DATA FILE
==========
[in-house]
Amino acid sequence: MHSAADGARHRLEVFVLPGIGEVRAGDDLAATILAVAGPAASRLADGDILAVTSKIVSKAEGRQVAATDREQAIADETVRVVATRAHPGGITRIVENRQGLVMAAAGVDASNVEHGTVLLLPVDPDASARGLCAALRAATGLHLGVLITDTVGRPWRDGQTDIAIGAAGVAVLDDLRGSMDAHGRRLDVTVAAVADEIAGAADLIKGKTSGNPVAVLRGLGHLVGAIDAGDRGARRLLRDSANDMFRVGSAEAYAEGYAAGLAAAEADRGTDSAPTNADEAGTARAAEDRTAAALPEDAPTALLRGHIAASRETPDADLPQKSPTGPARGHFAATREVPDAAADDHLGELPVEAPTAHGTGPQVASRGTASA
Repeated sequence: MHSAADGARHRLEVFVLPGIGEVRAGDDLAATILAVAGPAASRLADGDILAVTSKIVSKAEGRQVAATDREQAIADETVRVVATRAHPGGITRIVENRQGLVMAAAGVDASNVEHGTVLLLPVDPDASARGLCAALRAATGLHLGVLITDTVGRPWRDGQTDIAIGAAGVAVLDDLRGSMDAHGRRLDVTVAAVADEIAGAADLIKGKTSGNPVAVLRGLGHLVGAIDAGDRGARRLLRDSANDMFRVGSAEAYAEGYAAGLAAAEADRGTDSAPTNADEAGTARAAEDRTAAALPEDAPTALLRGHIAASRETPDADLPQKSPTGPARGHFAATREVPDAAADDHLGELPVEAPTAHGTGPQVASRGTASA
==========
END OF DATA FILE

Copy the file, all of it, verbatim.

[in-house]
Amino acid sequence: MHSAADGARHRLEVFVLPGIGEVRAGDDLAATILAVAGPAASRLADGDILAVTSKIVSKAEGRQVAATDREQAIADETVRVVATRAHPGGITRIVENRQGLVMAAAGVDASNVEHGTVLLLPVDPDASARGLCAALRAATGLHLGVLITDTVGRPWRDGQTDIAIGAAGVAVLDDLRGSMDAHGRRLDVTVAAVADEIAGAADLIKGKTSGNPVAVLRGLGHLVGAIDAGDRGARRLLRDSANDMFRVGSAEAYAEGYAAGLAAAEADRGTDSAPTNADEAGTARAAEDRTAAALPEDAPTALLRGHIAASRETPDADLPQKSPTGPARGHFAATREVPDAAADDHLGELPVEAPTAHGTGPQVASRGTASA
Repeated sequence: MHSAADGARHRLEVFVLPGIGEVRAGDDLAATILAVAGPAASRLADGDILAVTSKIVSKAEGRQVAATDREQAIADETVRVVATRAHPGGITRIVENRQGLVMAAAGVDASNVEHGTVLLLPVDPDASARGLCAALRAATGLHLGVLITDTVGRPWRDGQTDIAIGAAGVAVLDDLRGSMDAHGRRLDVTVAAVADEIAGAADLIKGKTSGNPVAVLRGLGHLVGAIDAGDRGARRLLRDSANDMFRVGSAEAYAEGYAAGLAAAEADRGTDSAPTNADEAGTARAAEDRTAAALPEDAPTALLRGHIAASRETPDADLPQKSPTGPARGHFAATREVPDAAADDHLGELPVEAPTAHGTGPQVASRGTASA